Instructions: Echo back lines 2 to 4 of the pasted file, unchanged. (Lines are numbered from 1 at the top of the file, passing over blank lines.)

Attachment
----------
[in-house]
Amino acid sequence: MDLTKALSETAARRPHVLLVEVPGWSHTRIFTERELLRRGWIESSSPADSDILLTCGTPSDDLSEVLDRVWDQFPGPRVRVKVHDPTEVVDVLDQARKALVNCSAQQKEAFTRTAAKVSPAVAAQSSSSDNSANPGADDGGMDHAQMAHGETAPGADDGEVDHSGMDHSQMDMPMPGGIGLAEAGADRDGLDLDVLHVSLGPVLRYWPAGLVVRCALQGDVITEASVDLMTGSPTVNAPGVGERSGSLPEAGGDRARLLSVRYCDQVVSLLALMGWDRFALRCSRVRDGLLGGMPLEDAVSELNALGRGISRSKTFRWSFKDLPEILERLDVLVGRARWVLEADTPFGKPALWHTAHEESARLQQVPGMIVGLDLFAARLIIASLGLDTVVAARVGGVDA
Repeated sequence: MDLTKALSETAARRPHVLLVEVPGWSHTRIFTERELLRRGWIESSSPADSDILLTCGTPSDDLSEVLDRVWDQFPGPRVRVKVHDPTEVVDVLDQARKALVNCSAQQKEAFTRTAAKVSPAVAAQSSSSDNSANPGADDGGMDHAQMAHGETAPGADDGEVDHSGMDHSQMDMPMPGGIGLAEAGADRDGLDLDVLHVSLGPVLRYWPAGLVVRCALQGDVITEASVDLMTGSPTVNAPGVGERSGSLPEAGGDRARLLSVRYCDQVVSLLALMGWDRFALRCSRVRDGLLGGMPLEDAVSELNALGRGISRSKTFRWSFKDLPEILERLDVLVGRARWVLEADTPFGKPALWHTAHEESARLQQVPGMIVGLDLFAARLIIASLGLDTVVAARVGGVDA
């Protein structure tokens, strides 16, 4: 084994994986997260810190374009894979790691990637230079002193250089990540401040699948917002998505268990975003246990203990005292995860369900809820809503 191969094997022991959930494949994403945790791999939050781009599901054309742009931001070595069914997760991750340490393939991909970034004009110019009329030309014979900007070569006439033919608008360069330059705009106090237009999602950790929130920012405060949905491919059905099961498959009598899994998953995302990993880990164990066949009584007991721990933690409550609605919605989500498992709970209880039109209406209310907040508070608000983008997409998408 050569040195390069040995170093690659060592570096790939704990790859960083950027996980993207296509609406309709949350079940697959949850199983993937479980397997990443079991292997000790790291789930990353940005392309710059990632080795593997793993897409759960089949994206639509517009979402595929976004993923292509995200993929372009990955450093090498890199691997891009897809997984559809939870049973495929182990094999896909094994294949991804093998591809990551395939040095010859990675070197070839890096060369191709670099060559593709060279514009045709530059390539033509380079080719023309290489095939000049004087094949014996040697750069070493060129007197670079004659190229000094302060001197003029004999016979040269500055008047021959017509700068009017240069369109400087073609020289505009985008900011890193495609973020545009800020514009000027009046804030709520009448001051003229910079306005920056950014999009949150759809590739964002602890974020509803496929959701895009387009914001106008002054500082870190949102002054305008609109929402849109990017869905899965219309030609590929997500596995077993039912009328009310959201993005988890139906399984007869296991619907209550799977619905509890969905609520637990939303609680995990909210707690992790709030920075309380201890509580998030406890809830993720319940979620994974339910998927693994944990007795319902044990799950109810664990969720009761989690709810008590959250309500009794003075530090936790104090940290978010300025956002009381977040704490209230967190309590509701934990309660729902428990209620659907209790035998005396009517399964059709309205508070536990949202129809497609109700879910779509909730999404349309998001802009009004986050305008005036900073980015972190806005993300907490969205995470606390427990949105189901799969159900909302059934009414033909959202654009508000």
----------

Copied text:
Amino acid sequence: MDLTKALSETAARRPHVLLVEVPGWSHTRIFTERELLRRGWIESSSPADSDILLTCGTPSDDLSEVLDRVWDQFPGPRVRVKVHDPTEVVDVLDQARKALVNCSAQQKEAFTRTAAKVSPAVAAQSSSSDNSANPGADDGGMDHAQMAHGETAPGADDGEVDHSGMDHSQMDMPMPGGIGLAEAGADRDGLDLDVLHVSLGPVLRYWPAGLVVRCALQGDVITEASVDLMTGSPTVNAPGVGERSGSLPEAGGDRARLLSVRYCDQVVSLLALMGWDRFALRCSRVRDGLLGGMPLEDAVSELNALGRGISRSKTFRWSFKDLPEILERLDVLVGRARWVLEADTPFGKPALWHTAHEESARLQQVPGMIVGLDLFAARLIIASLGLDTVVAARVGGVDA
Repeated sequence: MDLTKALSETAARRPHVLLVEVPGWSHTRIFTERELLRRGWIESSSPADSDILLTCGTPSDDLSEVLDRVWDQFPGPRVRVKVHDPTEVVDVLDQARKALVNCSAQQKEAFTRTAAKVSPAVAAQSSSSDNSANPGADDGGMDHAQMAHGETAPGADDGEVDHSGMDHSQMDMPMPGGIGLAEAGADRDGLDLDVLHVSLGPVLRYWPAGLVVRCALQGDVITEASVDLMTGSPTVNAPGVGERSGSLPEAGGDRARLLSVRYCDQVVSLLALMGWDRFALRCSRVRDGLLGGMPLEDAVSELNALGRGISRSKTFRWSFKDLPEILERLDVLVGRARWVLEADTPFGKPALWHTAHEESARLQQVPGMIVGLDLFAARLIIASLGLDTVVAARVGGVDA
């Protein structure tokens, strides 16, 4: 084994994986997260810190374009894979790691990637230079002193250089990540401040699948917002998505268990975003246990203990005292995860369900809820809503 191969094997022991959930494949994403945790791999939050781009599901054309742009931001070595069914997760991750340490393939991909970034004009110019009329030309014979900007070569006439033919608008360069330059705009106090237009999602950790929130920012405060949905491919059905099961498959009598899994998953995302990993880990164990066949009584007991721990933690409550609605919605989500498992709970209880039109209406209310907040508070608000983008997409998408 050569040195390069040995170093690659060592570096790939704990790859960083950027996980993207296509609406309709949350079940697959949850199983993937479980397997990443079991292997000790790291789930990353940005392309710059990632080795593997793993897409759960089949994206639509517009979402595929976004993923292509995200993929372009990955450093090498890199691997891009897809997984559809939870049973495929182990094999896909094994294949991804093998591809990551395939040095010859990675070197070839890096060369191709670099060559593709060279514009045709530059390539033509380079080719023309290489095939000049004087094949014996040697750069070493060129007197670079004659190229000094302060001197003029004999016979040269500055008047021959017509700068009017240069369109400087073609020289505009985008900011890193495609973020545009800020514009000027009046804030709520009448001051003229910079306005920056950014999009949150759809590739964002602890974020509803496929959701895009387009914001106008002054500082870190949102002054305008609109929402849109990017869905899965219309030609590929997500596995077993039912009328009310959201993005988890139906399984007869296991619907209550799977619905509890969905609520637990939303609680995990909210707690992790709030920075309380201890509580998030406890809830993720319940979620994974339910998927693994944990007795319902044990799950109810664990969720009761989690709810008590959250309500009794003075530090936790104090940290978010300025956002009381977040704490209230967190309590509701934990309660729902428990209620659907209790035998005396009517399964059709309205508070536990949202129809497609109700879910779509909730999404349309998001802009009004986050305008005036900073980015972190806005993300907490969205995470606390427990949105189901799969159900909302059934009414033909959202654009508000």